Information for the new or leisure cyclist Information for the racing or touring cyclist Cycling initiatives, routes etc.
Basic maintenance
Brake checks
Brake care
Brake adjustment
Bottom bracket
Chain care
Chainset care
Front derailleur
Rear derailleur
Types of gears
Hubs and bearings
Wheels and tyres
Advanced checks
General checks
Gears and chain
Fork and frame
Wheels and tyres
After a crash
The heart of your drive train - The Chain

The chain is the component that connects the all the major components of your drive train. It's purpose is to distribute your leg power throughout the other components to produce forward momentum.

Briefly inspect your bike chain before every ride to make sure it's clean or at least adequately lubricated. Every few weeks or months, depending on the frequency of your riding, closely examine your chain for wear and chain stretch. You can purchase a special tool for measuring chain stretch. Certainly consider these as possible culprits whenever shifting becomes inefficient.

Checking your chain

  • Pre-ride chain checks

    Rotate your pedals slowly backwards. Inspect individual chain links for build-up of dirt, rust and tight links. Tight links become very apparent as they pass through the curves of the chain's path.
  • In-depth chain inspections

    For an in-depth inspection first remove your chain from your bike, thoroughly clean it by leaving it to soak in degreaser or a suitable solvent. Then, check carefully for wear and stretch.
Prevention is better than cure - keeping the chain clean

Dirt causes various problems with your chain not least of which is shifting performance. It also:

  • Increases the rate of chain wear
  • The rate of wear and tear on derailleur and cassette cogs is increased 
  • The flexibility of individual chain links can be affected

Cleaning a chain is a relatively simple process that needn't take a lot of time or effort.

Regular, on-bike cleanings

The simplest method for cleaning your chain on the bike is to use a Chain Cleaner. This simple to use piece of equipment should be a "must purchase" for every cyclist - it makes chain cleaning a doddle.

If you do not have a chain cleaner, simply scrub the chain with a firm brush, toothbrushes or nail brushes work well, and a good quality degreaser. 

Once cleaned and dried, re-lubricate with a chain specific lubricant. Teflon based lubricants that dry are best. If you use a lube that doesn't dry, remember to wipe off excess lubricant with a clean dry rag. Dirt loves a "wet" chain and especially one that is wet with oil.

Off-bike cleanings

Every few months or so, you can completely remove your chain, scrub it well, then soak it in solvent or degreaser, probably overnight. Make sure the chain is completely immersed in the cleaning fluid.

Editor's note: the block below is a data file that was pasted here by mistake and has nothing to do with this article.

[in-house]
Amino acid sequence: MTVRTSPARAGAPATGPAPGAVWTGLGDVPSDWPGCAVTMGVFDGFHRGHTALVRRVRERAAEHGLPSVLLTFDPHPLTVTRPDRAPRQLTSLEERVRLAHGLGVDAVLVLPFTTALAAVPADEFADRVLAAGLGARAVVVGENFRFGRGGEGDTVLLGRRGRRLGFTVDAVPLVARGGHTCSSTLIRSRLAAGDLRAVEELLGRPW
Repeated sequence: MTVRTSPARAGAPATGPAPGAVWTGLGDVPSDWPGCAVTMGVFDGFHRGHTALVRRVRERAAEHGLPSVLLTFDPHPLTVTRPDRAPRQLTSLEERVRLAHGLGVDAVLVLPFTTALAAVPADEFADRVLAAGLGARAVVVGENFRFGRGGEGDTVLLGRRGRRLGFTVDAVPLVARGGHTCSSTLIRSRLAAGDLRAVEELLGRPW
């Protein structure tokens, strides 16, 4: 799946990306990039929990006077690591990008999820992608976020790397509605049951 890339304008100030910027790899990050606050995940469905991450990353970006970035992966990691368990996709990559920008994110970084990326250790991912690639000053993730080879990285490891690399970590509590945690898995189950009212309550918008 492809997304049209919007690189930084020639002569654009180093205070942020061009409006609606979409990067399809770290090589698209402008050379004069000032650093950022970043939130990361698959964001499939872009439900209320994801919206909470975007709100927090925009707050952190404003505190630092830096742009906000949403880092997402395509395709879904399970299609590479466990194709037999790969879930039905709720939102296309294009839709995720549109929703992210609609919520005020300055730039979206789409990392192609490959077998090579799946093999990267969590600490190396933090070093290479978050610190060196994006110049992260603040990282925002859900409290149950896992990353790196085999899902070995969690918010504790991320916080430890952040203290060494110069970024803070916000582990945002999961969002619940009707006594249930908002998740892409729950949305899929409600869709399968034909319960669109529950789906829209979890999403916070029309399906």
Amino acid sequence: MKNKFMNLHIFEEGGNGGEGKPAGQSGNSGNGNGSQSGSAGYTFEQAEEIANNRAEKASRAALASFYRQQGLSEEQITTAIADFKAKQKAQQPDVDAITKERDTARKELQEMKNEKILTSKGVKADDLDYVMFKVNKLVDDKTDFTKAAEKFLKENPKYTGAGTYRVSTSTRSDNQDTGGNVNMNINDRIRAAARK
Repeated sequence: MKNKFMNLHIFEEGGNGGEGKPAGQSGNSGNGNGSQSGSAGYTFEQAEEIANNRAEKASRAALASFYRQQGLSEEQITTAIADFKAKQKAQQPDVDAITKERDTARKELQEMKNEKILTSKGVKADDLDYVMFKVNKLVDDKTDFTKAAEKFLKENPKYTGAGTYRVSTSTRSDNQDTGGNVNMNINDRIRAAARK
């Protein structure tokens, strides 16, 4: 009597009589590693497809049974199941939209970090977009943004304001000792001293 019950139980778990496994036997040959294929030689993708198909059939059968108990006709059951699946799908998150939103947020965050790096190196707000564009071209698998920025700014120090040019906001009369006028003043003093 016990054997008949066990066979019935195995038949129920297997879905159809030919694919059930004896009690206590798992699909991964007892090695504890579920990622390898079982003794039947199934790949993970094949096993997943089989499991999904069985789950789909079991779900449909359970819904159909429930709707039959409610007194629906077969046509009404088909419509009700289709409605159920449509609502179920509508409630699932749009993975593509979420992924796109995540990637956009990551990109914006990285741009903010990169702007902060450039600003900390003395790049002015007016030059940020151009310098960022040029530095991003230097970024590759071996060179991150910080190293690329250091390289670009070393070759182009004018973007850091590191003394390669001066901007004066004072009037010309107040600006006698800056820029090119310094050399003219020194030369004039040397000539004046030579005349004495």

After removing the chain from the cleaning fluid, scrub off any remaining dirt with a firm, clean brush, and then dry the entire chain using a dry, clean cloth. After making sure that the solvent has completely evaporated, re-lubricate your chain and re-install. 

A note on chain stretch

If a thorough cleaning doesn't remove your shifting problems, and there are no other causes of the problem, your chain may be stretched and therefore in need of replacement. Chain stretch is normal and it can be there even if the chain appears to be in good condition. A worn or stretched chain can cause excess wear and tear on chain rings and rear cassette.

Got a problem? Find the answer

There are many different situations that cause shifting problems and which make your chain slip or jump. When the chain is to blame, there are two common culprits:

Tight links

These are chain links that don't bend efficiently as they pass through the curves in the chain path. The easiest way to spot them is to pedal your chain slowly backwards and watch as individual links pass through the tight turns of your rear derailleur. A stiff link will be very obvious.

Most tight links are caused by corrosion or dirt. Therefore they can often be fixed with a good cleaning, some re-lubrication, and a little flexing back and forth of the chain with your hands.

Other tight links can be the result of improper pin installation or serious chain damage. Poorly installed link pins can be worked back into position either by shifting them back and forth inside of their chain plates using a chain tool or flexing the chain. A damaged chain however should always be replaced.

A worn chain

Like most other parts on your bike, chains wear over time. As a chain wears the spaces inside each link (into which the teeth of your chain wheels or cogs fit) get longer and therefore cease to fit the teeth snugly. The only way to fix a worn chain is to replace it.

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